What’s Your Purpose For Writing?

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person-woman-apple-hotel.jpgWhat’s your purpose for writing?

In order to communicate successfully to an audience, understanding the purpose for writing will make you a better writer.

Purpose is the reason, why a person composes a particular piece of writing.
Focusing on purpose as one writes helps a person to know what form of writing to choose, how to focus and organize the writing, what kinds of evidence to cite, how formal or informal the writing style should be, and how much should be written.

The eleven different types of purpose include the following:

1. to express;

2. to describe;

3. to explore/learn;

4. to entertain;

5. to inform;

6. to explain;

7. to argue;

8. to persuade;

9. to evaluate;

10. to problem solve; and

11. to mediate.

However, it should also be noted that you often combine purposes in a single piece of writing.

Explanations of the eleven types of writing purpose are listed below.

1. Express
In expressive writing, the writer’s purpose or goal is to put thoughts and feelings on the page. Expressive writing is personal writing. We are often just writing for ourselves or
for close friends. Usually, expressive writing is informal,not intented for outside readers.
Journal writing, for example, is usually expressive writing.
However, we may write expressively for other readers when we write poetry (although not all poetry is expressive writing). We may write expressively in a letter, or we may
include some expressive sentences in a formal essay intended for other readers.

2. Describe
Descriptive writing portrays people, places, things, moments and theories with enough vivid detail to help the reader create a mental picture of what is being written about.
By appealing to the five senses an original, unique, and creative way, the writer does not tell the audience that the flower is beautiful; it shows them the flower is beautiful.
Description allows the audience to feel as though they are a part of the writer’s experience of the subject.

3. Explore/Learn
In exploratory writing, the writer’s purpose is to ask key questions and reflect on topics that defy simple answers. In those topics where intuition and reflection are more
important than rational analysis or argumentation, writers focus more on their journey of discovery than on any definite answers. In exploratory writing, your readers are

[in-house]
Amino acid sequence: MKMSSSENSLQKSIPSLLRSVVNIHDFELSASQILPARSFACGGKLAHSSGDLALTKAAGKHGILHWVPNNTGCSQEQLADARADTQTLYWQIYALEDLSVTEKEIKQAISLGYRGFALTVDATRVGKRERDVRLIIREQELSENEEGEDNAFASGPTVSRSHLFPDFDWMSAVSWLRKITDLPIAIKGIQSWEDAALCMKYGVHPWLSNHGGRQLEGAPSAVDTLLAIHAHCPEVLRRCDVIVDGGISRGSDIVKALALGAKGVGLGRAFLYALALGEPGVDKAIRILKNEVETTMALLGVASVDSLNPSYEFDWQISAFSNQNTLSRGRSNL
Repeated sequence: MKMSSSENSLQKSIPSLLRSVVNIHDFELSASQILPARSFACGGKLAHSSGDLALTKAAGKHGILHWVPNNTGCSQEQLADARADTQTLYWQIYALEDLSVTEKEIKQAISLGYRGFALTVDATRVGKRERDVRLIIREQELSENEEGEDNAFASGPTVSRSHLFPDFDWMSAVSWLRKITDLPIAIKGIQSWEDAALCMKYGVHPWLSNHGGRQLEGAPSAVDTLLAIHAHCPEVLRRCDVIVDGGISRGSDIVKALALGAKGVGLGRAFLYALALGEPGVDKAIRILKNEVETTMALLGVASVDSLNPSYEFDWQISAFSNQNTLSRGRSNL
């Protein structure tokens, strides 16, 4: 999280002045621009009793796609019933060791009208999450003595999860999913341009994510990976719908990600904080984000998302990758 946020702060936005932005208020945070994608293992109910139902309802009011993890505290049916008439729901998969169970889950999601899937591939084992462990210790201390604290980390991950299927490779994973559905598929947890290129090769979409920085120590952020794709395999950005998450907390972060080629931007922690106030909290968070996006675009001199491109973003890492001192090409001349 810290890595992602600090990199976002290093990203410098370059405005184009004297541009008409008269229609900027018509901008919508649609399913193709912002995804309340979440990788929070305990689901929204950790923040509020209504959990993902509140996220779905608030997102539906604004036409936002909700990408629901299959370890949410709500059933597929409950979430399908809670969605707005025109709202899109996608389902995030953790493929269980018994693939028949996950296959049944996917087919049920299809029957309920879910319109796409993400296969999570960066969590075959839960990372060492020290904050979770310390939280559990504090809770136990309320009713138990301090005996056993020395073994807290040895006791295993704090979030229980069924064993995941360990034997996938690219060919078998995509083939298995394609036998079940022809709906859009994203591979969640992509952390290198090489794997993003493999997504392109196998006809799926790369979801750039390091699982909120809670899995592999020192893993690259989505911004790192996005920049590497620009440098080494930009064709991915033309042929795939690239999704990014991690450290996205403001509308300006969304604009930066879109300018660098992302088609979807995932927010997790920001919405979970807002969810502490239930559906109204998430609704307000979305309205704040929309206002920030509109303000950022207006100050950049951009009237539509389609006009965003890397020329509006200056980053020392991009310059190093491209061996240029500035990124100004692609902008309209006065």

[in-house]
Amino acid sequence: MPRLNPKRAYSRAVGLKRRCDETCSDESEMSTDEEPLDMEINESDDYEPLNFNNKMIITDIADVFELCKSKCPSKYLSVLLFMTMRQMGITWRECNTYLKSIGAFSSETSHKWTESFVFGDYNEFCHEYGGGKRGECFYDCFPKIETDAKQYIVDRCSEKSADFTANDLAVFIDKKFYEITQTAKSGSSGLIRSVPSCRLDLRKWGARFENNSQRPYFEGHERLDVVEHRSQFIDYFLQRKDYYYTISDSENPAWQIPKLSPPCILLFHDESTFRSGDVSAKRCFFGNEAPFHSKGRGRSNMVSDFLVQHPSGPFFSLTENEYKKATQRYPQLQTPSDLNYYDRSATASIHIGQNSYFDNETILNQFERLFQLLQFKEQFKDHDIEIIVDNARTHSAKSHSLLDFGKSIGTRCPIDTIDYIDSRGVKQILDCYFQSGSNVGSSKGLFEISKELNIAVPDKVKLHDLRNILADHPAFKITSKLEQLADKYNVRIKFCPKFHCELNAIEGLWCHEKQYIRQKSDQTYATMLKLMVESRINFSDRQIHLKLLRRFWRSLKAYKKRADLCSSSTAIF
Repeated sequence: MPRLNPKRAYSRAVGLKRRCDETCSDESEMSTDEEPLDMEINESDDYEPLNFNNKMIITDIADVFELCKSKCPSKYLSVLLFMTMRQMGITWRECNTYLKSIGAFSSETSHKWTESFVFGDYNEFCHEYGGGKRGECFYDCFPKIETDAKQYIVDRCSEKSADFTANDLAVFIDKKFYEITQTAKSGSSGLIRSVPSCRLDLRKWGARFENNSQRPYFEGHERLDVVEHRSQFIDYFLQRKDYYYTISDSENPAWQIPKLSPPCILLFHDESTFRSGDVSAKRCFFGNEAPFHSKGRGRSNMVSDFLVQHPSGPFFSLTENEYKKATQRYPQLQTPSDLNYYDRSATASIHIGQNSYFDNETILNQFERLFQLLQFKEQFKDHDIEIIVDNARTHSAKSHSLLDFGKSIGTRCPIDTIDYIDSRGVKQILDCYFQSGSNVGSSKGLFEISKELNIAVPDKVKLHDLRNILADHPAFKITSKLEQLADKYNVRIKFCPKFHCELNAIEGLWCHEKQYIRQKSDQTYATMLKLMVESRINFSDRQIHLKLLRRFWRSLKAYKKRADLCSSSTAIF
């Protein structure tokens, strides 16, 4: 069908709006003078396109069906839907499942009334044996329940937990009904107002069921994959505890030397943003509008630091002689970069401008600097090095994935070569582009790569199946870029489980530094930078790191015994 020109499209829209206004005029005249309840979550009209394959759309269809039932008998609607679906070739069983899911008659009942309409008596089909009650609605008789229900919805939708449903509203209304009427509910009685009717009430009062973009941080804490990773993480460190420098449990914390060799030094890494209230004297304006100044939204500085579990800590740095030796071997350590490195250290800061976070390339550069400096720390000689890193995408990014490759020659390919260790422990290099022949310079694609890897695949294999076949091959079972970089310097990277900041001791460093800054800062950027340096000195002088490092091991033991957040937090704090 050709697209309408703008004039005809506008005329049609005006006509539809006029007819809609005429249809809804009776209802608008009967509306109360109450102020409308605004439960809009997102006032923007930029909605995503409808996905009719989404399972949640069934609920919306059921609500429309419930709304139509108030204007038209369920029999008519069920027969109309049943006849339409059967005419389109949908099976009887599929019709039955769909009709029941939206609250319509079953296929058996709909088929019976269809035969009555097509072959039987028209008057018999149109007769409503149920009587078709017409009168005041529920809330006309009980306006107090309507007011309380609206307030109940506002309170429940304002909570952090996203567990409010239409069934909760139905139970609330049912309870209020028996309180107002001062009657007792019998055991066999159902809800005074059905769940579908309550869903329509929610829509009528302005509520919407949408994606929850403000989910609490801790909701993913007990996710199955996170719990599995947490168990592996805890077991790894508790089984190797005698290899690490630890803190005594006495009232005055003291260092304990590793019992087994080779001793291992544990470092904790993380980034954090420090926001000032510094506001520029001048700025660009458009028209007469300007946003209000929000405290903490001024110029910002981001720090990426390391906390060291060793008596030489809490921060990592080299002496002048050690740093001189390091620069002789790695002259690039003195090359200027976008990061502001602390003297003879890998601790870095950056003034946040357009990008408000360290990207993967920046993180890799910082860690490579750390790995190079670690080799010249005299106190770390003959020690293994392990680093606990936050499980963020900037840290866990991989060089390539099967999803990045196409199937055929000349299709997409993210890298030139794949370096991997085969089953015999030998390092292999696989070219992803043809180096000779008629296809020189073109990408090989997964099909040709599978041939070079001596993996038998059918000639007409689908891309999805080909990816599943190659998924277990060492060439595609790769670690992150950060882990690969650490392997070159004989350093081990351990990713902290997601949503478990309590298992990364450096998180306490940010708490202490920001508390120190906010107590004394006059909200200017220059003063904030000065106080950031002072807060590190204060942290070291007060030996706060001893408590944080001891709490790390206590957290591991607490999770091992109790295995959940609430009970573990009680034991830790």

companions, sharing your journey of discovery, listening to your thoughts and reflections.

4. Entertain
As a purpose or goal of writing, entertaining is often used with some other purpose–to explain, argue, or inform in a humorous way. Sometimes, however, entertaining others with humor is the main goal. Entertaining may take the form of a brief joke, a newspaper column, a television script or an Internet home page tidbit, but its goal is to relax our
audience and share some story of human foibles or surprising actions.

5. Inform
Writing to inform is one of the most common purposes for writing. Most journalistic writing fits this purpose. A journalist uncovers the facts about some incident and then reports those facts, as objectively as possible, to his or her readers. Of course, some bias
or point-of-view is always present, but the purpose of informational or reportorial writing is to convey information as accurately and objectively as possible. Other examples of writing to inform include laboratory reports, economic reports, and business reports.

6. Explain
Writing to explain, or expository writing, is the most common of the writing purposes.
The writer’s purpose is to gather facts and information, combine them with his or her own knowledge and experience, and clarify for some audience who or what something is, how it happened or should happen, and/or why something happened.
Explaining the whos, whats, hows, whys, and wherefores requires that the writer analyze the subject (divide it into its important parts) and show the relationship of those parts.
Thus, writing to explain relies heavily on definition, process analysis, cause/effect,analysis, and synthesis.
Explain versus inform.So, how does explaining differ from informing? Explaining goes one step beyond
informing or reporting. A reporter merely reports what his or her sources say or the data indicate. An expository writer adds his or her particular understanding, interpretation, or thesis to that information. An expository writer says this is the best or most accurate
definition of literacy, or the right way to make lasagna, or the most relevant causes of an accident.

7. Argue
An arguing essay attempts to convince its audience to believe or act in a certain way.